When I first fell in love with the books of Sarah Addison Allen, it was with her debut, Garden Spells.  It reminded me of a love child between Alice Hoffman’s Practical Magic and Joanne Harris’s Chocolat and from there I was hooked.  Her books have the beautiful characters and relationships of good women’s fiction, with just the right touch of magic. In Garden Spells, Claire Waverly has been living alone in her family home with its magical apple tree in the backyard. She has a catering business that uses the family talents to be able to cook foods that are exactly what people need. Her orderly routine is thrown when her sister Sydney returns with her daughter.  The Sugar Queen has less food, but more magic than Garden Spells. Josey lives in her mother’s house, sneaking romance novels and serious amounts of candy in her bedroom closet. One day she finds local waitress Della Lee hiding in that same closet, and her life is going to get the shaking up it needs. Back to more food again with The Girl Who Chased the Moon. Teen Emily Benedict returns to North Carolina after the death of her mom to find out about the her mother’s life. She moves in with her grandfather and meets Julia, a cake baker who was friend with her mother. Seriously, if you haven’t tried Allen and you like women’s fiction with a healthy dash of magic, give her a try.

There are plenty of other great foodie fiction books out there, and don’t even get me started on foodie movies! Hopefully these will partially satisfy the hunger of GBBO fans longing for more Victoria sponge.

Rural Urban Fantasy

Urban fantasy is a hugely popular segment of the SF/F marketplace, but there have always been arguments about the name.  It seems like an effort to differentiate books set in OUR world with books set in a historically influenced imaginary world. Some have always insisted a more useful genre heading would be contemporary fantasy or first world fantasy (as opposed to epic fantasy aka second world fantasy).  I personally like the name urban fantasy, as it conjures up city streets and danger and familiar surroundings. There are dozens upon dozens of series where the moniker fits like a glove: Butcher’s Dresden Files or Chloe Neil’s Chicagoland Vampires set in Chicago, Harrison’s Hollows series set in Cincinnati, and Seanan McGuire’s San Francisco set October Daye books all have great urban settings.  I should really do a gazetteer post one of these days, actually. But what about books that have contemporary settings and real world landscapes but which are not urban?  There’s some really great ones out there. Small towns, rural hamlets, and middle-of-nowhere settings can have some pretty interesting drama, it seems. And the communities are often a lot more intimate and up-in-everybody’s-business, which can add an interesting element to the story. Here are just a few I love a lot: (more…)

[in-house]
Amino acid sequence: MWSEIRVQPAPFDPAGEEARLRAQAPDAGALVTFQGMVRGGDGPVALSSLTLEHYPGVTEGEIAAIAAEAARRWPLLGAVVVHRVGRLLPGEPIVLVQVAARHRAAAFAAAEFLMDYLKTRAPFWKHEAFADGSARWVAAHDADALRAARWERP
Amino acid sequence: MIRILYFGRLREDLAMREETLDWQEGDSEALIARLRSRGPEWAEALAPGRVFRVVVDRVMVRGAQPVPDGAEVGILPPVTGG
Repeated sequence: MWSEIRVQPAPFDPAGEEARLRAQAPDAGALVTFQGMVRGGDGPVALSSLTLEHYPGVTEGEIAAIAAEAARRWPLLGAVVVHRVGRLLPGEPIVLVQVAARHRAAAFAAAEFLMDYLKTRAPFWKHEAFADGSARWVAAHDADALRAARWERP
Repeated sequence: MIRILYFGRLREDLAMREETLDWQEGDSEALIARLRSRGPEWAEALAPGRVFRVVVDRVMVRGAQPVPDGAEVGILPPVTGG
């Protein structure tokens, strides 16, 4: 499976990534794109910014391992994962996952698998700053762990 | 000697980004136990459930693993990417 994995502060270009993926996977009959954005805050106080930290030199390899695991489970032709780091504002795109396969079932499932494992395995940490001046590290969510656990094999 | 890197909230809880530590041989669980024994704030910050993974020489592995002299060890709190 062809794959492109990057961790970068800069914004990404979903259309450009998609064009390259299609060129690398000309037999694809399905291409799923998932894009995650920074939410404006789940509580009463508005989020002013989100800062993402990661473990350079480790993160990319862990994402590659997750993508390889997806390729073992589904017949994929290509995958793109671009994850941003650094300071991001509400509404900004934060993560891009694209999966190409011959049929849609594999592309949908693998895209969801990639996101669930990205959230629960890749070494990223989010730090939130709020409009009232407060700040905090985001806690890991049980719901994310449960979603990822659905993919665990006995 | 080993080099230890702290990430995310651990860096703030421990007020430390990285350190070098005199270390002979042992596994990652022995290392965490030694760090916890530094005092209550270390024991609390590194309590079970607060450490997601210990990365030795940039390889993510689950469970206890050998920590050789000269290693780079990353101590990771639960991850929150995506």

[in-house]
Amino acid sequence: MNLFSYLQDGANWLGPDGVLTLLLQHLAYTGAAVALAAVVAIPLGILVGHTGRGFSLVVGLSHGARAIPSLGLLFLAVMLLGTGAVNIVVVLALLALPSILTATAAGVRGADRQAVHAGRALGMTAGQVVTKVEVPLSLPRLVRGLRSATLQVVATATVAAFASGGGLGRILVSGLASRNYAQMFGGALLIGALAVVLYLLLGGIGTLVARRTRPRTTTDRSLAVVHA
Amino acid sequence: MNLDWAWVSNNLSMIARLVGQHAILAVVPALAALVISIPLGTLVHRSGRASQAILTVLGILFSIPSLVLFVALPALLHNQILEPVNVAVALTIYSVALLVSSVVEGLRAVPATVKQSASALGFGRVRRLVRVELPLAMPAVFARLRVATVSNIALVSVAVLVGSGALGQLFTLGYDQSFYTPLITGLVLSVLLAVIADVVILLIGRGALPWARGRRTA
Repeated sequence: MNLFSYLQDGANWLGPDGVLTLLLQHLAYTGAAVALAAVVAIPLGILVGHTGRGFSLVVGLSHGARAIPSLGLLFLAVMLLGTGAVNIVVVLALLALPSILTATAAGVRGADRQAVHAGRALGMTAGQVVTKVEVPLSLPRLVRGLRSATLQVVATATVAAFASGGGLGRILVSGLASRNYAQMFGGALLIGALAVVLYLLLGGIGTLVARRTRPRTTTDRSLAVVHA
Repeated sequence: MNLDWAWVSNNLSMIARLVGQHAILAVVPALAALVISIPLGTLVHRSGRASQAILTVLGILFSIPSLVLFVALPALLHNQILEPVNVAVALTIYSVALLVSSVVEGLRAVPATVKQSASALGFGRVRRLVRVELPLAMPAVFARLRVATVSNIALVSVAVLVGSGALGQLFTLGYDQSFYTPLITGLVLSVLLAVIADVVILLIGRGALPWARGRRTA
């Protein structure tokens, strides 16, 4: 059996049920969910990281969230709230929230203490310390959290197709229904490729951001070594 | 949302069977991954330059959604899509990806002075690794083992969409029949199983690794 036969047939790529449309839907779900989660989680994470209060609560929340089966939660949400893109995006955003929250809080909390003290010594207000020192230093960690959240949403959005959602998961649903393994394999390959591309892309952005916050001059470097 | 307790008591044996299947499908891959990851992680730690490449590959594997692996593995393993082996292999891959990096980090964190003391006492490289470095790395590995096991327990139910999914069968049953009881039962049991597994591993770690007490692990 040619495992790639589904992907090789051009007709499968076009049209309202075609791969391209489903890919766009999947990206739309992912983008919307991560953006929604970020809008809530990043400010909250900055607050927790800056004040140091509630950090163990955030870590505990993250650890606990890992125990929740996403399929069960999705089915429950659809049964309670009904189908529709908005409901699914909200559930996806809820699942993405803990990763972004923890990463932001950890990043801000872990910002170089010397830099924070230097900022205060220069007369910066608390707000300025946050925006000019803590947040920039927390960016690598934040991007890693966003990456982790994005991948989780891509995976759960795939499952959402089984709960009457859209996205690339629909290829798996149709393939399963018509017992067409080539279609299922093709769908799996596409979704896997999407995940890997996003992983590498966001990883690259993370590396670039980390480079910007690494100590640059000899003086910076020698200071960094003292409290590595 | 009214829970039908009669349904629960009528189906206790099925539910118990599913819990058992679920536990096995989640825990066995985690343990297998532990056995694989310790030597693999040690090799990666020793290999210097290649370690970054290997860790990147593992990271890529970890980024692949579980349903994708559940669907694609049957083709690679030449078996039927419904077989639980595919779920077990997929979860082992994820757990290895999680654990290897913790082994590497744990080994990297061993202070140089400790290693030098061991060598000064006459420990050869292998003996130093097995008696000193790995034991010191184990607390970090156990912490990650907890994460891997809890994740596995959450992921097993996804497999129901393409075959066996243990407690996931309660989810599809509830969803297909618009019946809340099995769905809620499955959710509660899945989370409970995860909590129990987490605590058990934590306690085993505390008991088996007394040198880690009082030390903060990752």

Horror with Humor

Are you watching iZombie?  The new show about a girl infected with a zombie virus who works in a morgue and solves crime? On the CW on Tuesday nights?  Well you should be.  It’s one of the most promsiing combinations of witty, banter-y humor and horror that I’ve seen in a while.

It also made me realize that while I’m a fan of horror in general I really love horror that knows how to laugh at itself.  Because I’m more sensitive to visual scares than written ones, I actually refused to watch any horror movies until Evil Dead came along. There’s something so cathartic about laughing in the middle of something terrifying. While there are a lot of horror (novels and films both) with moments of unexpected humor, I’m talking here about laugh-out-loud funny stuff, rather than the dark-as-night black humor of something like Bret Easton Ellis.  Some of my favorites are genuinely scary horror with comic relief, some are more comedies that adopt horror scenery, but they all combine that desire to bring you to an uncomfortable place through a scary or gross set-up and then make you laugh. This kind of push-pull of maintaining tension and then releasing it through humor is actually incredibly impressive, so if you like to laugh-scream, here are some picks for you. (more…)

Planetary Romance

Some of my earliest and longest-lasting love affairs in SFF is the subgenre of planetary romance. It seems strangely old-fashion now, but when I first started reading science fiction, these were the books I read, loved and wallowed in. So what is a planetary romance? Contrary to what you might think, it is not actually a blend between romance and science fiction (although it can be that too).  If anything, it’s more of a blend between science fiction and fantasy.   (more…)

Historical Policing

I’ve always been a fan of historical mysteries, but a couple of years ago i read a couple of really great books set at the dawn of “official” policing (Gods of Gotham, about the founding of the NYPD and The Yard about the first “murder squad” at Scotland Yard) and wondered if there was more out there.  They appealed to me because in general I like the structure imposed by a police procedural. (more…)

Featured Blend: Time Travel Romance

Outlander 2014

Time traveler love with seriously smokin’ chemistry. Swoon!

A little late for Valentine’s Day and a little early for the return of the TV series Outlander (although maybe you are, like me, re-watching the first half of season 1 to get prepped!) I have been in the mood to do a romance post about time travel romances and other romances that play with multiple time periods. The reason I think these can be fabulous genre blends is that they can give the reader a hugely satisfying historical fiction experience — gorgeous details of the dress, food, and social norms of the past — but still give us a touchstone character from the present to ground the story. (more…)

Fantasy Cops

Urban Fantasy is a genre full of crime.  Not every urban fantasy contains a mystery component, but many, MANY do. When you set your fantasy on regular city streets and remove the epic worldbuilding and plots of large-scale political intrigue and clashing armies (think Tolkien, Martin, etc.) you need something to fill that plot hole.  A mystery plot, with its reliable structure of crime, investigation, and resolution is amazingly suited to a blend with fantasy. It is also a plot that lends itself to episodic series, with gradually accumulated world-building allowed to be used over and over again with the same characters, only changing the particular mystery plot du jour. (more…)